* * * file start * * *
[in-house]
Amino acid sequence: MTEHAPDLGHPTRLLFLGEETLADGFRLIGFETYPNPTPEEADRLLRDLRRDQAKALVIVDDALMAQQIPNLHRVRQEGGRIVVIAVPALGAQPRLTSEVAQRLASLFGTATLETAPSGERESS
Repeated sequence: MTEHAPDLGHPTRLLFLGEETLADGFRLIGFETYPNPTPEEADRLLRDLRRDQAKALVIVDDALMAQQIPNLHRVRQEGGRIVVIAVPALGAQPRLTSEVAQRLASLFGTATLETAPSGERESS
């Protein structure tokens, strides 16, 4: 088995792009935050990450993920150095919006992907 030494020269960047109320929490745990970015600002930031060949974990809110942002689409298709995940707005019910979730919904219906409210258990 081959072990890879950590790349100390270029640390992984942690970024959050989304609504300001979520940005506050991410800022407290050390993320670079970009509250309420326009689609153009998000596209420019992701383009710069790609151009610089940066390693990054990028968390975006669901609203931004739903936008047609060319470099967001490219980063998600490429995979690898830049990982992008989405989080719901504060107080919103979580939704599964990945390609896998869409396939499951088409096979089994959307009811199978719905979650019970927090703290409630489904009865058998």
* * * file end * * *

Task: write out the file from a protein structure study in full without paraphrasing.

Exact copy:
[in-house]
Amino acid sequence: MTEHAPDLGHPTRLLFLGEETLADGFRLIGFETYPNPTPEEADRLLRDLRRDQAKALVIVDDALMAQQIPNLHRVRQEGGRIVVIAVPALGAQPRLTSEVAQRLASLFGTATLETAPSGERESS
Repeated sequence: MTEHAPDLGHPTRLLFLGEETLADGFRLIGFETYPNPTPEEADRLLRDLRRDQAKALVIVDDALMAQQIPNLHRVRQEGGRIVVIAVPALGAQPRLTSEVAQRLASLFGTATLETAPSGERESS
């Protein structure tokens, strides 16, 4: 088995792009935050990450993920150095919006992907 030494020269960047109320929490745990970015600002930031060949974990809110942002689409298709995940707005019910979730919904219906409210258990 081959072990890879950590790349100390270029640390992984942690970024959050989304609504300001979520940005506050991410800022407290050390993320670079970009509250309420326009689609153009998000596209420019992701383009710069790609151009610089940066390693990054990028968390975006669901609203931004739903936008047609060319470099967001490219980063998600490429995979690898830049990982992008989405989080719901504060107080919103979580939704599964990945390609896998869409396939499951088409096979089994959307009811199978719905979650019970927090703290409630489904009865058998």